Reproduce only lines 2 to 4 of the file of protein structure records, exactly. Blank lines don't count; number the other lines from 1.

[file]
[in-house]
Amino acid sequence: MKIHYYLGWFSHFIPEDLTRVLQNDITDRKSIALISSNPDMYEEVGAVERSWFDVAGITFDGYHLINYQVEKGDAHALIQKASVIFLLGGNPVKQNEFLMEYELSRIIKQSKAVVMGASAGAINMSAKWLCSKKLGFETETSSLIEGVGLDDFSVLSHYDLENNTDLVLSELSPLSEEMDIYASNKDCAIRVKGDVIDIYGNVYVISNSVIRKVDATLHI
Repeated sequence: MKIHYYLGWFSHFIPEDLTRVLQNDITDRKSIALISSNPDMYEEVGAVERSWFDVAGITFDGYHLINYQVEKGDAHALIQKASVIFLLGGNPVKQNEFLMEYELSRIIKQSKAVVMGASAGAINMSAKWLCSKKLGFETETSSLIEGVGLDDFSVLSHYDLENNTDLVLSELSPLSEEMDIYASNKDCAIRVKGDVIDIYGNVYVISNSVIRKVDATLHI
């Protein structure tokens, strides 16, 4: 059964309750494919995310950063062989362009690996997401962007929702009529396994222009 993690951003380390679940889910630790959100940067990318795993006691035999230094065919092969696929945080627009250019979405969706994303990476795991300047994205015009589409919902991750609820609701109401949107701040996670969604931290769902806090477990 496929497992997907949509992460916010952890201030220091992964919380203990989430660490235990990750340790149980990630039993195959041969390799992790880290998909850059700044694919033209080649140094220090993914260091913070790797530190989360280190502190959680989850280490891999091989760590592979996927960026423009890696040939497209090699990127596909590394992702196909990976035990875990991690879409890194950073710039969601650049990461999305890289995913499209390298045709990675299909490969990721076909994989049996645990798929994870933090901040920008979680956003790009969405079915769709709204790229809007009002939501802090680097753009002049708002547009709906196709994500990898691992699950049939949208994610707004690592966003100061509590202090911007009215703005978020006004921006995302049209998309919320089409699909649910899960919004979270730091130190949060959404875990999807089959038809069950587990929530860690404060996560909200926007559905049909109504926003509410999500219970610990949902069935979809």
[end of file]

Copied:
Amino acid sequence: MKIHYYLGWFSHFIPEDLTRVLQNDITDRKSIALISSNPDMYEEVGAVERSWFDVAGITFDGYHLINYQVEKGDAHALIQKASVIFLLGGNPVKQNEFLMEYELSRIIKQSKAVVMGASAGAINMSAKWLCSKKLGFETETSSLIEGVGLDDFSVLSHYDLENNTDLVLSELSPLSEEMDIYASNKDCAIRVKGDVIDIYGNVYVISNSVIRKVDATLHI
Repeated sequence: MKIHYYLGWFSHFIPEDLTRVLQNDITDRKSIALISSNPDMYEEVGAVERSWFDVAGITFDGYHLINYQVEKGDAHALIQKASVIFLLGGNPVKQNEFLMEYELSRIIKQSKAVVMGASAGAINMSAKWLCSKKLGFETETSSLIEGVGLDDFSVLSHYDLENNTDLVLSELSPLSEEMDIYASNKDCAIRVKGDVIDIYGNVYVISNSVIRKVDATLHI
């Protein structure tokens, strides 16, 4: 059964309750494919995310950063062989362009690996997401962007929702009529396994222009 993690951003380390679940889910630790959100940067990318795993006691035999230094065919092969696929945080627009250019979405969706994303990476795991300047994205015009589409919902991750609820609701109401949107701040996670969604931290769902806090477990 496929497992997907949509992460916010952890201030220091992964919380203990989430660490235990990750340790149980990630039993195959041969390799992790880290998909850059700044694919033209080649140094220090993914260091913070790797530190989360280190502190959680989850280490891999091989760590592979996927960026423009890696040939497209090699990127596909590394992702196909990976035990875990991690879409890194950073710039969601650049990461999305890289995913499209390298045709990675299909490969990721076909994989049996645990798929994870933090901040920008979680956003790009969405079915769709709204790229809007009002939501802090680097753009002049708002547009709906196709994500990898691992699950049939949208994610707004690592966003100061509590202090911007009215703005978020006004921006995302049209998309919320089409699909649910899960919004979270730091130190949060959404875990999807089959038809069950587990929530860690404060996560909200926007559905049909109504926003509410999500219970610990949902069935979809």